Australian Medical Association president Steve Hambleton -- whose Brisbane clinic is in one of the affected sites -- said the issue would cause further disruption for practices.

"It's inevitable when you have a national framework for data you will have some sites that are incompatible. The challenge now is how to migrate that data across," Dr Hambleton said.

He said properly introduced PCEHRs would have significant benefits, although the government had yet to address the issue of funding for doctors, who would be responsible for updating and maintaining the records.

A diet for happiness

"You are what you eat" goes the saying – and what you eat affects more than just your physical well-being.
I'm sure this will come as no great shock, but I don't think I've ever finished an exercise session feeling anything but pumped and exhilarated. Buggered, yes, and sore, often, but always all fired up and ready to take on the world.
I've long been an advocate of a good workout to get your head in the right place. Feel-good endorphins and hormones are released by the pituitary gland and hypothalamus at the base of the brain when we exercise, launching us into a "bring it on" state of mind. However, research by an Aussie (of course) academic has concluded that exercise isn't the only choice on offer for good brain function. A 2010 study by Dr Felice Jacka from Victoria's Deakin University found that what we eat can have a profound effect on our mental health in the long term, reducing the risk of depression and anxiety.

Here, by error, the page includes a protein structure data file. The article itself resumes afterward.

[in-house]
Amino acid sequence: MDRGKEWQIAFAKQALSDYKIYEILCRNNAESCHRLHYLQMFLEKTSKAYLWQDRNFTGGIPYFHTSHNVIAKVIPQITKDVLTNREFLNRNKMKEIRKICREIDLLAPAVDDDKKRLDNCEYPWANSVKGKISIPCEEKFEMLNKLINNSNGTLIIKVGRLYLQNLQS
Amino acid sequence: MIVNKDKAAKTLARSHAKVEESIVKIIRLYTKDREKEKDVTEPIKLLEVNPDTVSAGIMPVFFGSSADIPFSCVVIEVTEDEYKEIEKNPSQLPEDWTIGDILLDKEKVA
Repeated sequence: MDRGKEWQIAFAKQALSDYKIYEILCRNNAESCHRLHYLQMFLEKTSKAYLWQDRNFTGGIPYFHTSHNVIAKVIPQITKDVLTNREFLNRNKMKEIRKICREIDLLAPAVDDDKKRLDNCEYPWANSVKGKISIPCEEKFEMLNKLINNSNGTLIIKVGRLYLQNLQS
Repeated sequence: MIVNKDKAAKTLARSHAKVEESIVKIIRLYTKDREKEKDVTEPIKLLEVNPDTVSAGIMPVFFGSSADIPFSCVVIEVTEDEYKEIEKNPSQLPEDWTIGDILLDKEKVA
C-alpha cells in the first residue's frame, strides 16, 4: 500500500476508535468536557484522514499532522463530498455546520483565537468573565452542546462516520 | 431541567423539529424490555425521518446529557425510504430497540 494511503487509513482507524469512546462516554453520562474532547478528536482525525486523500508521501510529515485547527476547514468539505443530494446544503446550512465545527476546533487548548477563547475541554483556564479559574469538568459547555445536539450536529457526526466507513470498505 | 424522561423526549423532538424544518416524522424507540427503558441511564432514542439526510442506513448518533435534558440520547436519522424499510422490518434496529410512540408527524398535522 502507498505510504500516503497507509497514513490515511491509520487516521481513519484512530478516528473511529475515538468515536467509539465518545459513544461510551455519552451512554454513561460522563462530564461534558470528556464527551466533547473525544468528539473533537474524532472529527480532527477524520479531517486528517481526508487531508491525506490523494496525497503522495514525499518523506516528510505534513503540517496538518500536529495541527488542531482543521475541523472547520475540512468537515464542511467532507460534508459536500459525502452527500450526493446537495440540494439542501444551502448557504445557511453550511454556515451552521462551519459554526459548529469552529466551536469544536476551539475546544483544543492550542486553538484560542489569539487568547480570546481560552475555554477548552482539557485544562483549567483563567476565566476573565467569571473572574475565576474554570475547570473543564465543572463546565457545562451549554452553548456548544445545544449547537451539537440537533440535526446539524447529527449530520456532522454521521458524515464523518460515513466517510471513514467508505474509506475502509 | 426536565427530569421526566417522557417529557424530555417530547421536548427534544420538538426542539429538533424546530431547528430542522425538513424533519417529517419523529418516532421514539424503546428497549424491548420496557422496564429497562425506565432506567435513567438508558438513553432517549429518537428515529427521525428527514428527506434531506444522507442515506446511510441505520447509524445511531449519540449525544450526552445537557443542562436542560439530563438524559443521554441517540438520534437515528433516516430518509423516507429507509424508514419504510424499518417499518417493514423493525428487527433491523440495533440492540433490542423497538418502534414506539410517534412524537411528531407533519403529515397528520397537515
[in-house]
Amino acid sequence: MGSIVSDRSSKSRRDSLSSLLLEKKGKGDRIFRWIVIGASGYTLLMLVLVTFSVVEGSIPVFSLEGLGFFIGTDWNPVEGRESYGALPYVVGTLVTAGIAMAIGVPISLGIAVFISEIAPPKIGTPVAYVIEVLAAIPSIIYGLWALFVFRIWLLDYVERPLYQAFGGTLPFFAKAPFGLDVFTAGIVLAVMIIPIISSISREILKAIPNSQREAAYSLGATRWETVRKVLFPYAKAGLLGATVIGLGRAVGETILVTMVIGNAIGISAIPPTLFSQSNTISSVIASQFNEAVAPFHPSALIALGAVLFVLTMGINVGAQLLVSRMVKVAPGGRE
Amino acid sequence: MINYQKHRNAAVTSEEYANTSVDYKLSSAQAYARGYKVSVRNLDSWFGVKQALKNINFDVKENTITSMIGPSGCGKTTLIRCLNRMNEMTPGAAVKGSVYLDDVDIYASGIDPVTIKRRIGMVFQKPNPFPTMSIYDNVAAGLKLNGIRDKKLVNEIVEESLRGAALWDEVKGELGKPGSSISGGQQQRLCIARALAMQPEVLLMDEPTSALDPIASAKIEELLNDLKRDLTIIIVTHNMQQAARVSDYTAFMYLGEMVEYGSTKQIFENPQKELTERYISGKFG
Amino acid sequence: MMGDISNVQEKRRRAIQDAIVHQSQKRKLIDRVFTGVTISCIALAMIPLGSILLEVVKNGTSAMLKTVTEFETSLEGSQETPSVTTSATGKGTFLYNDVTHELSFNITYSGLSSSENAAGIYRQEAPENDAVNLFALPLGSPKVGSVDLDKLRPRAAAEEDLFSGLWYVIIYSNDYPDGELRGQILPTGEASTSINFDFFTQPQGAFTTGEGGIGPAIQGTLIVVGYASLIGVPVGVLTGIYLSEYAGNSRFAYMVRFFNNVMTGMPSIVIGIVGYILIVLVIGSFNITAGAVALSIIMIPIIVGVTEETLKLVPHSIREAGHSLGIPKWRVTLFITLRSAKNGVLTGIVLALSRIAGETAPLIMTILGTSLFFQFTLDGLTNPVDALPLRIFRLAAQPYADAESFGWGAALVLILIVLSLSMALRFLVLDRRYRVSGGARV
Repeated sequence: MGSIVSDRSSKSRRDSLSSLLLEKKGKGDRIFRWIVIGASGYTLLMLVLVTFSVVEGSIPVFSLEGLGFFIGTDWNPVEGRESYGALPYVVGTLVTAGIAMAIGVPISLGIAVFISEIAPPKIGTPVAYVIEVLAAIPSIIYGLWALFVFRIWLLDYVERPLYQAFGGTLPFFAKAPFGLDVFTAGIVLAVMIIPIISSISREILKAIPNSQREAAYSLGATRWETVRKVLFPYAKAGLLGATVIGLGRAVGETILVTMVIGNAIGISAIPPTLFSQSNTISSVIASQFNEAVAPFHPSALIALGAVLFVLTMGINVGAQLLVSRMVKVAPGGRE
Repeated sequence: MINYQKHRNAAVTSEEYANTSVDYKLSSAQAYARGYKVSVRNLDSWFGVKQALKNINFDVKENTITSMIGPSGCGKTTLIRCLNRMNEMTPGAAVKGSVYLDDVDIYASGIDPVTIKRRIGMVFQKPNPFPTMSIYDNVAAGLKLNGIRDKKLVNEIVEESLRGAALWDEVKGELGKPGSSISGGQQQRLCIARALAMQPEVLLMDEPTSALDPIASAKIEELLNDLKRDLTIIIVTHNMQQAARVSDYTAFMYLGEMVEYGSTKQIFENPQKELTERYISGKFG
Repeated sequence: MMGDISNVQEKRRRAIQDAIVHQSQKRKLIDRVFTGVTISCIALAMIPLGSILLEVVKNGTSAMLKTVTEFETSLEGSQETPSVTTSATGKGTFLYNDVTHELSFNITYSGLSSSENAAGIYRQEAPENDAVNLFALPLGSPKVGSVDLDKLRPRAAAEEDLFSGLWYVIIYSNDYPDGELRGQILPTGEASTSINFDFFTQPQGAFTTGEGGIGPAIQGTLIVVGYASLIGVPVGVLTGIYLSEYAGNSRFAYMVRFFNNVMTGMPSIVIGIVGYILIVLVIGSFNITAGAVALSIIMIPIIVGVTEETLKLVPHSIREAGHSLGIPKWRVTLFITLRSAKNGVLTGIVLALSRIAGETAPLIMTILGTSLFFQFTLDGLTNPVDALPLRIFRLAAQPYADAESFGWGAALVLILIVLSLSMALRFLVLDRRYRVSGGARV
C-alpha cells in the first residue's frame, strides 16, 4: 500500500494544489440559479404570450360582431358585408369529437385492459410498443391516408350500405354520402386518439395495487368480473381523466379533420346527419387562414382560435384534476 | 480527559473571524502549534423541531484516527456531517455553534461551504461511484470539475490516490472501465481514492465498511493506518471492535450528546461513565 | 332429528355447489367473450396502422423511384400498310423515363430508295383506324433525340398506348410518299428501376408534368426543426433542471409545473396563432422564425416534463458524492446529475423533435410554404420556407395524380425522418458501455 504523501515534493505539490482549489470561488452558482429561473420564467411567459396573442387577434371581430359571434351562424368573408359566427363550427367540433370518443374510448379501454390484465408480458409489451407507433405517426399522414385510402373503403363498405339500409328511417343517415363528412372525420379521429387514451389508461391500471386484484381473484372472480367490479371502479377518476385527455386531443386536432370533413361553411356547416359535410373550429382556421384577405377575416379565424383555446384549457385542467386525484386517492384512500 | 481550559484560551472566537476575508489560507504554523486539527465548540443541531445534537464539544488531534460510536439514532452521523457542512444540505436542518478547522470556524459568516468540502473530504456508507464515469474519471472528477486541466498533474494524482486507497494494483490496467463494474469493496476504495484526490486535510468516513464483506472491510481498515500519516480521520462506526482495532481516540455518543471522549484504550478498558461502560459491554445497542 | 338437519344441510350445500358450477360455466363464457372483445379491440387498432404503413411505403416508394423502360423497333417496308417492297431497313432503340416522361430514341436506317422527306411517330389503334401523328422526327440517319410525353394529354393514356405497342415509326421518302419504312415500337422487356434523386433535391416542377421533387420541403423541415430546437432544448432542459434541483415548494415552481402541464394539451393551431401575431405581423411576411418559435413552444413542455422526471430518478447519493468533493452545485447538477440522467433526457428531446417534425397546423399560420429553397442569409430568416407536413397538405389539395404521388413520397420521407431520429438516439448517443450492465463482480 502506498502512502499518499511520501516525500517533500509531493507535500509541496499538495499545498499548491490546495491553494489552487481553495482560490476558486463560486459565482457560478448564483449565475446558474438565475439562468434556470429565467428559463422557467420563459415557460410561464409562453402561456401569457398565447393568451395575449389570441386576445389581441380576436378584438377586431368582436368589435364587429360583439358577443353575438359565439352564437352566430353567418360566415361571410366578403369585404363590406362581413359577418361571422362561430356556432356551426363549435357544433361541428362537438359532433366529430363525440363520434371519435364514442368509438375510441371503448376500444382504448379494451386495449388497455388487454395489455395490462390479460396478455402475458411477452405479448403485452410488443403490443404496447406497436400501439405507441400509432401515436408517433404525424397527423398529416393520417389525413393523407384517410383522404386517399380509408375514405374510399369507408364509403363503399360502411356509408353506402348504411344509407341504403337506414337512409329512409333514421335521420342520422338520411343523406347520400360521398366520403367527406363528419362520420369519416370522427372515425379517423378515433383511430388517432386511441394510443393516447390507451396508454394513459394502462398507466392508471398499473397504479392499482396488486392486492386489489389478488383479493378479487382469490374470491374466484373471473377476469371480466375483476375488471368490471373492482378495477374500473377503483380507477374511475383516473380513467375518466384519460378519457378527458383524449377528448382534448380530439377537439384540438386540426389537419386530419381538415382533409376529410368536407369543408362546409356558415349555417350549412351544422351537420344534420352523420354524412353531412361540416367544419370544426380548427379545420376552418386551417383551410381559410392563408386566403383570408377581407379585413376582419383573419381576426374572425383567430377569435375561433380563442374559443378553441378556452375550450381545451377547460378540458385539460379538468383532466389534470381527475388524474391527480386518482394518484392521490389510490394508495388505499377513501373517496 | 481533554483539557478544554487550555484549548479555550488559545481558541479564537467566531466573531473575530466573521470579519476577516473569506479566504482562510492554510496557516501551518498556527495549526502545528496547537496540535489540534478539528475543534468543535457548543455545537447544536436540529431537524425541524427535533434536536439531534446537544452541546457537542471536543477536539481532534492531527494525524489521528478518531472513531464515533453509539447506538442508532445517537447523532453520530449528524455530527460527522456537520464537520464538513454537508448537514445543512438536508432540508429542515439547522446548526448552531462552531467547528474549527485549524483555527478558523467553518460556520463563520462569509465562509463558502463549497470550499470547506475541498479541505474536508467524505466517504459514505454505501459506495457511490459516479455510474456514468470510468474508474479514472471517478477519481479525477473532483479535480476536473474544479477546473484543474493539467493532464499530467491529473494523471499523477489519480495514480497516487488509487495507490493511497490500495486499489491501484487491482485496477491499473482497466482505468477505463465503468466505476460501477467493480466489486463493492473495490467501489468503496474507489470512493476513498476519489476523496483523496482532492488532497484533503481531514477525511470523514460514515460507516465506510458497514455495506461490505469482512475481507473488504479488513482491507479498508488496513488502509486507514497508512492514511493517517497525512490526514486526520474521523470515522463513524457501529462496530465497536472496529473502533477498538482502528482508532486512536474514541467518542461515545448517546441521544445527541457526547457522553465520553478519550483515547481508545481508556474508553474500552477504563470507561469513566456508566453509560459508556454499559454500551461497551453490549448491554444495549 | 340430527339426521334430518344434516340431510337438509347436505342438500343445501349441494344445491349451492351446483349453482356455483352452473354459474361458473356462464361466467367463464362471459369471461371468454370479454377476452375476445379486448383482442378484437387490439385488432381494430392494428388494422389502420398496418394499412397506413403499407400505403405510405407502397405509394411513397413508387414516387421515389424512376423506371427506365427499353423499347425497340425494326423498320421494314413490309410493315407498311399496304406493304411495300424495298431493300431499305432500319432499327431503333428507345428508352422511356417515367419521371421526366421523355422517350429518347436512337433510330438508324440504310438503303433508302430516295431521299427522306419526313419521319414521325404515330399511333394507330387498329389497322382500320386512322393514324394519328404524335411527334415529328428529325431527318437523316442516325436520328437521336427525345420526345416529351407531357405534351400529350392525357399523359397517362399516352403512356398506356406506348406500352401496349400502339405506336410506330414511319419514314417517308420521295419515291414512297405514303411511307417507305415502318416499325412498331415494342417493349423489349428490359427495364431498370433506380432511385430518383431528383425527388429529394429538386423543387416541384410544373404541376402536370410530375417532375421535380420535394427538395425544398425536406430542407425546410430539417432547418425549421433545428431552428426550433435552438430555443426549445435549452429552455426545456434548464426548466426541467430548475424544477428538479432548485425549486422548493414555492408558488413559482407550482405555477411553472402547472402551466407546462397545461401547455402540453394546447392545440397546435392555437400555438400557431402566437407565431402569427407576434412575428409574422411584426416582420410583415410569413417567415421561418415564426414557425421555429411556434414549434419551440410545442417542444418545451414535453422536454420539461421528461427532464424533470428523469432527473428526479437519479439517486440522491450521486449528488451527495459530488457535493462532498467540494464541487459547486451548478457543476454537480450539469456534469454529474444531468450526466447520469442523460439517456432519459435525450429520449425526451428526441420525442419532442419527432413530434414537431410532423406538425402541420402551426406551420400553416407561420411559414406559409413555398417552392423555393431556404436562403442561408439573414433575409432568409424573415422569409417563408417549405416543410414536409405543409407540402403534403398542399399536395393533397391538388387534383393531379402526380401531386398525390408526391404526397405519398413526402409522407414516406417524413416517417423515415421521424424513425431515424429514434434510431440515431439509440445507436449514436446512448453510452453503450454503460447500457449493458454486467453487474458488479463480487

Jacka interviewed more than 1000 women regarding their diet and mental-health symptoms. What made this study different was that for the first time the whole diet of the subjects was looked at, rather than just the role of specific nutrients, such as omega-3, magnesium and folate, in relation to depression and anxiety disorders. Interestingly, the results were the same, irrespective of age or socio-economic status – or even exercise.
Personal trainer on the television show The Biggest Loser Michelle Bridges.
Michelle Bridges. Photo: Supplied
The study found that those subjects who had diets high in processed foods and junk food were more likely to suffer anxiety and depression disorders than those who – you guessed it – had wholefood diets high in vegetables, fruit, fish and other lean protein.